Fifteen years after the engines have gone quiet at the Tri-City Raceway, West Richland thinks it’s the perfect spot for its new police station.
But it’s running into a road block with the Port of Kennewick, which has owned the dormant track for 11 years.
The port is willing to negotiate a possible deal, but it is concerned that selling to West Richland will be a significant departure from its own plans for the land.
The city wants to build a police station, sports fields and use the rest of the land to attract commercial development. The 92 acres are off Highway 224 near Keene Road.
The port sees the raceway much the way it views its controversial Belmont property, where the city is an anchor tenant with hopes of inspiring commercial development.
At the race track, the police station would be the anchor to stimulate nearby private business development on the west side of the city.
Port officials also want industrial development there but their longtime vision has been to use the raceway property to support the winery industry on nearby Red Mountain.
The city has offered $1.25 million for the land.
Instead of paying cash, it would surrender its share of Benton County’s Rural Capital County Funds. That would require additional approval from the Benton County commissioners.
The rural capital fund is fueled by a sales tax rebate of 0.09 percent given to counties to pay for economic development.
Benton County receives about $300,000 a month and shares it with the five cities and two ports.
New police station
West Richland leaders are determined to have the site.
Voters approved a $12.5 million bond request in April for a new police station, and the city is under a tight timeline to nail down a location for it.
The city must secure the site and finalize bond documents by mid-December in order to begin collecting property taxes in 2020.
Bronson Brown, West Richland’s attorney, told the port’s commissioners on Tuesday that the raceway is ideal for the police station.
And Jessica Platt, West Richland’s finance director, also said the open acres are an opportunity for West Richland to expand beyond its residential base by having another area available for business development.
“Typically even Connell collects more retail sales tax per capita than West Richland,” she said.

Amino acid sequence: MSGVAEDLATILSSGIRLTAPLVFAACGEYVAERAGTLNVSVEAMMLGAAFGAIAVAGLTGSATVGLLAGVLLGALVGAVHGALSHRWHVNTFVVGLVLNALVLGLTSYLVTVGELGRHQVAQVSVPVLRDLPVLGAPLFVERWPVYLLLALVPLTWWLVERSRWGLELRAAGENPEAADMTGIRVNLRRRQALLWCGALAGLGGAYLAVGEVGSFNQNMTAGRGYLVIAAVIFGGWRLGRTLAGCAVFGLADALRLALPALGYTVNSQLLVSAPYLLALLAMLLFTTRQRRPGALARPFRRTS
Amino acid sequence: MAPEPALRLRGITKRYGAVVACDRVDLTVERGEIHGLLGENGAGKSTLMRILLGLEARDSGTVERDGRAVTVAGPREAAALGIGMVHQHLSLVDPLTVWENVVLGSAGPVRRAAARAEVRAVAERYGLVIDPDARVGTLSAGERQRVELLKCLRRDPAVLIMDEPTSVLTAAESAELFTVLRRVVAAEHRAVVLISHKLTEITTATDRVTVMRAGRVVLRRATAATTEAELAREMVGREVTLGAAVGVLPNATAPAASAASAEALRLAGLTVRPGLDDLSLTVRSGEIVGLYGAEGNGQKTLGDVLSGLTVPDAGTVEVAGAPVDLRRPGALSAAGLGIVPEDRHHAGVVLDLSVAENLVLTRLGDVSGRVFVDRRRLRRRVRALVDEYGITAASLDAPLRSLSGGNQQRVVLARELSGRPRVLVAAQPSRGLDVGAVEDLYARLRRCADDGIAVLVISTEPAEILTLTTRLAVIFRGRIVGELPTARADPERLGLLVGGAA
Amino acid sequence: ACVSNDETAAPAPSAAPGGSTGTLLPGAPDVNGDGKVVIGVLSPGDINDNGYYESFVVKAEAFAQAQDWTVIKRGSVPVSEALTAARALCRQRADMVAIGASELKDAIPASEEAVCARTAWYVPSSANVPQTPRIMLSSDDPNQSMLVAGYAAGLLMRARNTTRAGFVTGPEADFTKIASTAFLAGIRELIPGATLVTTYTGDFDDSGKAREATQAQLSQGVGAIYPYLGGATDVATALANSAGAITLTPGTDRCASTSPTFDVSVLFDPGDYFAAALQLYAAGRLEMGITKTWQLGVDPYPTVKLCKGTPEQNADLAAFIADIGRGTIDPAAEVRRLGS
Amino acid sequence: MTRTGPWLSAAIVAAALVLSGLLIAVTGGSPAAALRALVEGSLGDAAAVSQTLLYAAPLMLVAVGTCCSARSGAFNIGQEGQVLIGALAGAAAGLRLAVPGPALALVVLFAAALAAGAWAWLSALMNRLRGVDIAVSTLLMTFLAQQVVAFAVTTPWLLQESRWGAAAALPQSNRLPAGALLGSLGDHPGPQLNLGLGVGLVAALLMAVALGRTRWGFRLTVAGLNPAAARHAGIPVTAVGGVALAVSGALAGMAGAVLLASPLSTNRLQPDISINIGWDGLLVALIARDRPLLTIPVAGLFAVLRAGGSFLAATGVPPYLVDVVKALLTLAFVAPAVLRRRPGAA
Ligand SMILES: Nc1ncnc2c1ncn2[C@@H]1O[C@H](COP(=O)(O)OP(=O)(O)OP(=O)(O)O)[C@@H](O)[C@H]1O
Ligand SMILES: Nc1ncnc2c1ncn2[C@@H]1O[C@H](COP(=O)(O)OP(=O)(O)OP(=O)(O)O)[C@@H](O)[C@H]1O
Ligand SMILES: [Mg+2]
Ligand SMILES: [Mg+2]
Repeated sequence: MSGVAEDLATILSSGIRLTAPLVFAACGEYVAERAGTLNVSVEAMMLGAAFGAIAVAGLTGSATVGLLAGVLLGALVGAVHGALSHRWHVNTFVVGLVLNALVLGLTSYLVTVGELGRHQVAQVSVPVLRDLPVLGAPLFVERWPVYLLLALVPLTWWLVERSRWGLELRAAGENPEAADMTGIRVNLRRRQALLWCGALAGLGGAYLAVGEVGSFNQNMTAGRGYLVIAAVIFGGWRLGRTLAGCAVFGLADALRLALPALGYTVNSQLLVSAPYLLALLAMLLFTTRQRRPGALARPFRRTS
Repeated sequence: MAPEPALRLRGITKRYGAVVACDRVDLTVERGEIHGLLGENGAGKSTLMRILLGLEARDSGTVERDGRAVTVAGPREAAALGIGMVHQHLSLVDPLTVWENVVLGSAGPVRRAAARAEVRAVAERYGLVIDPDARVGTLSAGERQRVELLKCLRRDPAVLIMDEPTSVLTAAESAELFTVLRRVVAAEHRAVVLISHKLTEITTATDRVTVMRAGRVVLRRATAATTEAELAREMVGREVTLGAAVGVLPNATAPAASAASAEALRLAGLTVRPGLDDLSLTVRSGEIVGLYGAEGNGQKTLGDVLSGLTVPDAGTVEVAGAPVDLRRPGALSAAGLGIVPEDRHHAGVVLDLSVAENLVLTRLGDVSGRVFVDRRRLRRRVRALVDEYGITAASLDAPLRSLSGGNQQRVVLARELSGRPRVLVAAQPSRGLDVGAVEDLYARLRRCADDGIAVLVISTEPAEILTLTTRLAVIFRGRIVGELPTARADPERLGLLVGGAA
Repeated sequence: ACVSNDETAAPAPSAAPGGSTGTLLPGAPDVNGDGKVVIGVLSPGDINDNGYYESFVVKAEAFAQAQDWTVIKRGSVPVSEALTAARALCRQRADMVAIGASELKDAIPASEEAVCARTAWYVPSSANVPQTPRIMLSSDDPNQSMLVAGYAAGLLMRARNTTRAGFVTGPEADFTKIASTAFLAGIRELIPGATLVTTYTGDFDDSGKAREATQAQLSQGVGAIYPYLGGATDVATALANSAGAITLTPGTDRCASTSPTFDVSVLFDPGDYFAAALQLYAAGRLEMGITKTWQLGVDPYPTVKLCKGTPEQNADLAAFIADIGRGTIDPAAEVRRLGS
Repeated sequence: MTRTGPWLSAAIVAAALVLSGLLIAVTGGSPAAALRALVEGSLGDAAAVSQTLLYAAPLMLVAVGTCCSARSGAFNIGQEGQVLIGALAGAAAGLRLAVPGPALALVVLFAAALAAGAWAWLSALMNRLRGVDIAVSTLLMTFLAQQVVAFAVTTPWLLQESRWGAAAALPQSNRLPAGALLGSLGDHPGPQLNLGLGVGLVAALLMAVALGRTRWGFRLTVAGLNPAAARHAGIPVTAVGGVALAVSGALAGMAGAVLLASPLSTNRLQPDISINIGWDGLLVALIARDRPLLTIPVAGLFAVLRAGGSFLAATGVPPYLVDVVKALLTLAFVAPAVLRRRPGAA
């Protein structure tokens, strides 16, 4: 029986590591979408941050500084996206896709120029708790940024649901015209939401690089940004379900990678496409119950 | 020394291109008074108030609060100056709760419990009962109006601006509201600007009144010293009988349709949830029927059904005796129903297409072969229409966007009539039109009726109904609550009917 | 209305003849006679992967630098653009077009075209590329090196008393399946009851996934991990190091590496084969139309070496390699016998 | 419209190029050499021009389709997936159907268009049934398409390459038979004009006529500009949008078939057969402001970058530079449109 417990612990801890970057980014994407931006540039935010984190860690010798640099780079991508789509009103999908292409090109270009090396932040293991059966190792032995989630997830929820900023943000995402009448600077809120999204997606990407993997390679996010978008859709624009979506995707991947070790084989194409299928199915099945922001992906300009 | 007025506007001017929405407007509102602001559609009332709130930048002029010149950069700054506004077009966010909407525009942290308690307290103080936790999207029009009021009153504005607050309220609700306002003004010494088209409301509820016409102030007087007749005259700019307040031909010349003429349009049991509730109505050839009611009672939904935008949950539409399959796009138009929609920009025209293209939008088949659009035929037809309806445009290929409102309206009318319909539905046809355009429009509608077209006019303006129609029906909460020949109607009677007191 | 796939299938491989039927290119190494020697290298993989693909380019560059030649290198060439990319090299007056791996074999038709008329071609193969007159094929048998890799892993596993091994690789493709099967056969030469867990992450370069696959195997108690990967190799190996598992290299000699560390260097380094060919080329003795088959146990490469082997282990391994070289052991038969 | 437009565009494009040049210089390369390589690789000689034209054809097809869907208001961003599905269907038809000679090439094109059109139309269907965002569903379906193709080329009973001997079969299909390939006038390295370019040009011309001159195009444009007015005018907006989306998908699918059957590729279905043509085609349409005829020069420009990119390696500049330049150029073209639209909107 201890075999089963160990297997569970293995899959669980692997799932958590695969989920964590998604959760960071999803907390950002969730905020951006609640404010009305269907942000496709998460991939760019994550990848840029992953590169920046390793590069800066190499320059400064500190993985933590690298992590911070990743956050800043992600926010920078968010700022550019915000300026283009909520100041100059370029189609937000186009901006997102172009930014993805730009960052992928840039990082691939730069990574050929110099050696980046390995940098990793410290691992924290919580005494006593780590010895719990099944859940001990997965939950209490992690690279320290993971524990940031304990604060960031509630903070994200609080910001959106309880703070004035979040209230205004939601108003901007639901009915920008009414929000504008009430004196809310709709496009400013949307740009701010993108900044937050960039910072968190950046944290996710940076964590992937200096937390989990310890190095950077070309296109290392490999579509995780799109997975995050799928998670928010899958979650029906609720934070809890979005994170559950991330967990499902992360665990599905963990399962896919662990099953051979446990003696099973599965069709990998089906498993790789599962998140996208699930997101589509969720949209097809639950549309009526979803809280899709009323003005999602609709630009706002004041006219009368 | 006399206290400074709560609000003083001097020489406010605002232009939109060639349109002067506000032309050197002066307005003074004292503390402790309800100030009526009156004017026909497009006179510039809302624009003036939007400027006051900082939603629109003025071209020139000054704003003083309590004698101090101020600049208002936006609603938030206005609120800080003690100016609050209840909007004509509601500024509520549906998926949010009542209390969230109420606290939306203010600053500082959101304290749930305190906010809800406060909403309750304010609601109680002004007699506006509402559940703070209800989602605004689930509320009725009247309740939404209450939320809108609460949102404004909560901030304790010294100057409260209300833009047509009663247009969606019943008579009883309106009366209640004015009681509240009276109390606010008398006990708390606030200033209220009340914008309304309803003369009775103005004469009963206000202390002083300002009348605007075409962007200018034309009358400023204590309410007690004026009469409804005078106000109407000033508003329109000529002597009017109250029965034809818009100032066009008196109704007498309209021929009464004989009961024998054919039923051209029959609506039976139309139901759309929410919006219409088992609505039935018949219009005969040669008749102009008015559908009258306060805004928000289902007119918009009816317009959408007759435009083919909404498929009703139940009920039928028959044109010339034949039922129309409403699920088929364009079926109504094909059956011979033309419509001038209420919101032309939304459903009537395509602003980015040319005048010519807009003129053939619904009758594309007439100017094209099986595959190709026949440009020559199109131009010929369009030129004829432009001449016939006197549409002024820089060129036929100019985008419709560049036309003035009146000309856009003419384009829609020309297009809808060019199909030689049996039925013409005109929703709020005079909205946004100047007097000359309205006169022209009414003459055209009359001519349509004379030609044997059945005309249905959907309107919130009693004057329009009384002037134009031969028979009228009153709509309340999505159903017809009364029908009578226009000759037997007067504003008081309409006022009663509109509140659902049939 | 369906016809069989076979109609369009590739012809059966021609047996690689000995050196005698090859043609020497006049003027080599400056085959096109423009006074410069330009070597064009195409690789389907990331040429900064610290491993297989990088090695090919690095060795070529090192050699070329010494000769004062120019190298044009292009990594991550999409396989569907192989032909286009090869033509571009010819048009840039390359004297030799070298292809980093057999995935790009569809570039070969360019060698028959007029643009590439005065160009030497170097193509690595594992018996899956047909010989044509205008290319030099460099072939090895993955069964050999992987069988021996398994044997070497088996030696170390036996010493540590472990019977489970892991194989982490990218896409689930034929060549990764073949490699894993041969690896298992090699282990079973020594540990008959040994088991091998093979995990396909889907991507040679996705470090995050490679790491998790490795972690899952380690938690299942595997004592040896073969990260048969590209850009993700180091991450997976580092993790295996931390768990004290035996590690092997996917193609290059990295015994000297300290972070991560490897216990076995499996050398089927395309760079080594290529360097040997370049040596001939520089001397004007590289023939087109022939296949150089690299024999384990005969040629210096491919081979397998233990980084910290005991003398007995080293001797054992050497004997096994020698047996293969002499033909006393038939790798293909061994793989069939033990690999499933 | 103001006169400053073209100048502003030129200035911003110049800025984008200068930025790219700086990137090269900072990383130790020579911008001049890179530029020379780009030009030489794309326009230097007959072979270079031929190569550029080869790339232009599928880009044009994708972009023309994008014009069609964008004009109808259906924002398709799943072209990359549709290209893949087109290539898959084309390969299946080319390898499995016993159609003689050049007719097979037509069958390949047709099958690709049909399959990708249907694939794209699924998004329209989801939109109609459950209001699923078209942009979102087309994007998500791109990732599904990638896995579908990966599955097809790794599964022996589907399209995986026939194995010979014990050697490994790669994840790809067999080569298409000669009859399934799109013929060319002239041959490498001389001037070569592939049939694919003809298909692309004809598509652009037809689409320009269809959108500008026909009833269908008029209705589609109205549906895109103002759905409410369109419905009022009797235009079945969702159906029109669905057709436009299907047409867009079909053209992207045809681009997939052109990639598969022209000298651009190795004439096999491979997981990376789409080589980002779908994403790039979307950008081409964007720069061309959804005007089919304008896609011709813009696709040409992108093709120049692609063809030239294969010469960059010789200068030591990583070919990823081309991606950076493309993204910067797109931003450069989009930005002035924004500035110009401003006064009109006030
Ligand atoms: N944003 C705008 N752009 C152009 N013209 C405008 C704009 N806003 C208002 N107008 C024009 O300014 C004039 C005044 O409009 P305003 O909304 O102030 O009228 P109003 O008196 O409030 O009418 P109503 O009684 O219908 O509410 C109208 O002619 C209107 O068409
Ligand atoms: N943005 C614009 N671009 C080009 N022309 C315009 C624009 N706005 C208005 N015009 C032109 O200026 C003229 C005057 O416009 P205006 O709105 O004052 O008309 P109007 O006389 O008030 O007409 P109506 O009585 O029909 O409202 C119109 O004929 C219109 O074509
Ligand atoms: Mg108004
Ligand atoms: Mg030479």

The city expects to have $630,000 in its rural capital account that could be immediately available to the port.
Tim Arntzen, the port’s chief executive, told his commissioners the money could be used to support redevelopment of the airplane hangars at Vista Field, the port’s 103-acre mixed-use redevelopment project near Columbia Center in Kennewick.
Port commission concerns
The deal proposed by West Richland is unusual. It is offering little cash beyond $25,000 for the port’s art fund and $20,000 in legal fees, plus its share of closing costs.
Commissioners Tom Moak and Skip Novakovich said they’re comfortable making that sort of deal with a fellow public agency — with conditions.
Novakovich added that the port doesn’t have the time nor the money to take on developing the raceway.
But Commissioner Don Barnes said the proposed terms are risky and the city isn’t offering enough for the land.
The port paid $1.75 million for the raceway in 2008. And then it spent about $125,000 on a master plan and $75,000 to work out a water issue with the Kennewick Irrigation District.
“It is not currently in our comprehensive scheme to sell that land,” he said. “I can’t see the benefit to the port.”
West Richland officials have said they are willing to allow the port to retain the water rights in order to keep the price down. The value of those rights is unclear but an appraisal of the land is due in October.
The raceway is within West Richland’s urban growth boundary and was incorporated into the city in 2015.
The raceway closed after events were severely curtailed in 2004.
The commission will review a draft of the deal at its next meeting, Sept. 24.